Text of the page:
What my friend and countless others from this class failed to understand was that eventual assessment of Benazir must go beyond the simplistic yardstick of ‘corruption’. What many from the urban middle class have never understood about PPP and Benazir is that populism with liberal, leftist undertones within the democratic framework (espoused by her and her party) thwarts religious extremism by diverting the masses to an alternative route. In fact, those who had brokered her return from exile in 2007 understood it and so did the extremists, and that is precisely why the latter wanted her dead. When she was coming back, she was well aware of the dangers yet she took the risk.
Besides her role in perpetuating populism of the liberal variety, her personal beliefs were also very liberal. Compared to her father, who had used religious sensitivities for political purposes, she stayed clear of playing on such a wicket. Pakistan would have been a more religiously tolerant country if she had been alive and had been given a chance to govern. This larger picture completely escaped Pakistan’s chattering urban classes back then, and it continues to escape them now.
Another major thing that eludes members of this class is that for a just and equitable society, masses must be politicised as only by doing so they become real stakeholders in the political system. When they become stakeholders, only then the government and the state respond effectively to real issues facing the common man. Both Benazir and her father Zulfikar Ali Bhutto’s major contribution was their role in effective politicisation of the masses. In the long run, this politicisation leads to greater equality, a fact well documented in the political economy literature.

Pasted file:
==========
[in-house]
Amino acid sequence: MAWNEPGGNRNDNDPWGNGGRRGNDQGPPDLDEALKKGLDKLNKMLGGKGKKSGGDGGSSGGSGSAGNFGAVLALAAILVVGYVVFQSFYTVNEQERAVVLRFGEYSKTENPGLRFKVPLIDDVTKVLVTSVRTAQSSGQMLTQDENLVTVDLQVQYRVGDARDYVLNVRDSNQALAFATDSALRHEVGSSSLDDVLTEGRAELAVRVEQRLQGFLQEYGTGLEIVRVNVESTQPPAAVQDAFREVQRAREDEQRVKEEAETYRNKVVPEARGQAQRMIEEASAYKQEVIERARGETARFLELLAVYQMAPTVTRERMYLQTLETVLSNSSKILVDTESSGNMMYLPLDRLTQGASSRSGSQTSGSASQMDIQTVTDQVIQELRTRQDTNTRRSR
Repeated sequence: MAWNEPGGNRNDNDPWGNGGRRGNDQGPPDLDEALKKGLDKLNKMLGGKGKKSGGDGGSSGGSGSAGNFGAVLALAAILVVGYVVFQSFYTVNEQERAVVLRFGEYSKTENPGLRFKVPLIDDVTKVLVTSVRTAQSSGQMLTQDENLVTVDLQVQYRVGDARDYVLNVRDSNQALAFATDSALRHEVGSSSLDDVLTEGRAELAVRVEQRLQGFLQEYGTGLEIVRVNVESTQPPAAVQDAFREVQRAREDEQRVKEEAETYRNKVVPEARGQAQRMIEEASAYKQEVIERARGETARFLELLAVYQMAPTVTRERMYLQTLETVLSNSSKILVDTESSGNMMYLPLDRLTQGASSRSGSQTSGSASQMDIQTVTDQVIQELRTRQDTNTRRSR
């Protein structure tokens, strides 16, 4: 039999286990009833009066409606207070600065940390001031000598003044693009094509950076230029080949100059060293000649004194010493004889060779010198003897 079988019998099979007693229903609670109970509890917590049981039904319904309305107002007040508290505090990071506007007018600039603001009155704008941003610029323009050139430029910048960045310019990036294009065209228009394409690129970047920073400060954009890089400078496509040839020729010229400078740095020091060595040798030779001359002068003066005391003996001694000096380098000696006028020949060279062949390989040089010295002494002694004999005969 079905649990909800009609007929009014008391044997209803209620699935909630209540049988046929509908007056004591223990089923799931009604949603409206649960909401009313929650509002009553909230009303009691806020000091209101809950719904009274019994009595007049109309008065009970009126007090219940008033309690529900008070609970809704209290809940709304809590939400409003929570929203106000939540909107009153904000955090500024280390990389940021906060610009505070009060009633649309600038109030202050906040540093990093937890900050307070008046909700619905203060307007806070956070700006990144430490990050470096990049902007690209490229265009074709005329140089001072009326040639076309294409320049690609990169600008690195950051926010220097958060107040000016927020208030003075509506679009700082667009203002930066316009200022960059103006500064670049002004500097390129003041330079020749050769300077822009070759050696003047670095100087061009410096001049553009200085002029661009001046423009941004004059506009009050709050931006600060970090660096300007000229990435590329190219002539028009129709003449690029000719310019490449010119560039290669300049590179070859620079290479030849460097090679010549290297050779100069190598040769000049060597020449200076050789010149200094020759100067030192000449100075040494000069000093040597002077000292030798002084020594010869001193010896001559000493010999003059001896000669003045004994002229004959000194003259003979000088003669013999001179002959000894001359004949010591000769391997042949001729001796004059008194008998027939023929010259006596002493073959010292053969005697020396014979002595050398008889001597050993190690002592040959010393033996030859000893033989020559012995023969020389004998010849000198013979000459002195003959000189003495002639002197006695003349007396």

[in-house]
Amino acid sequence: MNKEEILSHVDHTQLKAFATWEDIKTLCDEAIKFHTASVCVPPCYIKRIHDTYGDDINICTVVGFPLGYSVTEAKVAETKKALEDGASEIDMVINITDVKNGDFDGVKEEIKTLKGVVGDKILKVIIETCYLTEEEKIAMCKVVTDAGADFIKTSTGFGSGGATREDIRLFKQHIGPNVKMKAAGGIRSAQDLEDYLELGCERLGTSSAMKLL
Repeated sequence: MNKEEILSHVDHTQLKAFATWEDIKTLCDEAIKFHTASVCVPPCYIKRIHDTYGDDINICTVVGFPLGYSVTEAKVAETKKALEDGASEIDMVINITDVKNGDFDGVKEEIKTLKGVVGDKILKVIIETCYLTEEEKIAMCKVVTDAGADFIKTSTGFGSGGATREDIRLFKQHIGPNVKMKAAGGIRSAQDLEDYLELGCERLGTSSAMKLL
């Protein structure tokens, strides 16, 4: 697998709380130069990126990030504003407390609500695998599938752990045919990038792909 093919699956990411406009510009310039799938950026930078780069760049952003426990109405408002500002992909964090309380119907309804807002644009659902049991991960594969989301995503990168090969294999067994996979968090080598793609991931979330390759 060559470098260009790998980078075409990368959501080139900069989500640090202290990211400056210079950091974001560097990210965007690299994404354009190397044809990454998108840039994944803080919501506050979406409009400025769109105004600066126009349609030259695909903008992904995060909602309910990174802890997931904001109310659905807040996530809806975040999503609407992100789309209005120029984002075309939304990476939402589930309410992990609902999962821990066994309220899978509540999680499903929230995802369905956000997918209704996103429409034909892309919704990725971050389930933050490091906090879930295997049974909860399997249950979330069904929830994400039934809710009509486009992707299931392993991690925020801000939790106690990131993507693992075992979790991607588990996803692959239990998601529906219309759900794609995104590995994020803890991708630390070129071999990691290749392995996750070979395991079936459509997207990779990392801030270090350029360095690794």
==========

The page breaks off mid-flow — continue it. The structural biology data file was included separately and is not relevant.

However, as usual, our urban class completely overlooks this. In fact, as I have already pointed out, they hated both Benazir and her father for politicising the masses. I have a strong suspicion that in many ways, their exaggerated hatred for the Bhuttos is a form of covert hatred for the masses altogether.
A few days ago, I posted the following picture (dated 1986) on my Facebook which shows Benazir being adored by the masses. The reaction I got from my friends who, like me, belong to the urban middle class, was of contempt. The first comment was “jahalat zindabad” (long live illiteracy) followed by even more contemptuous ones. Even 11 years after her tragic death, people are not willing to forgive her and the ‘illiterate’ masses who worshipped her.
Of course, I am not saying the late Benazir did not have her flaws. All politics is realpolitik and she made some unflattering compromises. In her tussle with Pakistan Muslim League-Nawaz (PML-N) during the 90s, she indulged in manoeuvres which undermined stability of the country. Her governance record in her second term was quite poor as well. Having said that, she was by no stretch an exception. Pakistani politics unfortunately necessitate Machiavellian manoeuvres for gaining power, and at times for mere survival.
Today is her 11th death anniversary. Her party in her absence has been relegated to a rural Sindh party. This is a sad development, given its history as the only truly federal and well-represented party. The weakening of the PPP of course has led to disastrous consequences on the ideological and political landscape of Pakistan. Our ideological discourse is now dominated by reactionary rhetoric and politically, the liberal left is no longer relevant.
Pakistani urban middle classes will continue to hate her, but history will have a much better verdict. Pakistan is much worse without her.
The views expressed by the writer and the reader comments do not necessarily reflect the views and policies of The Express Tribune.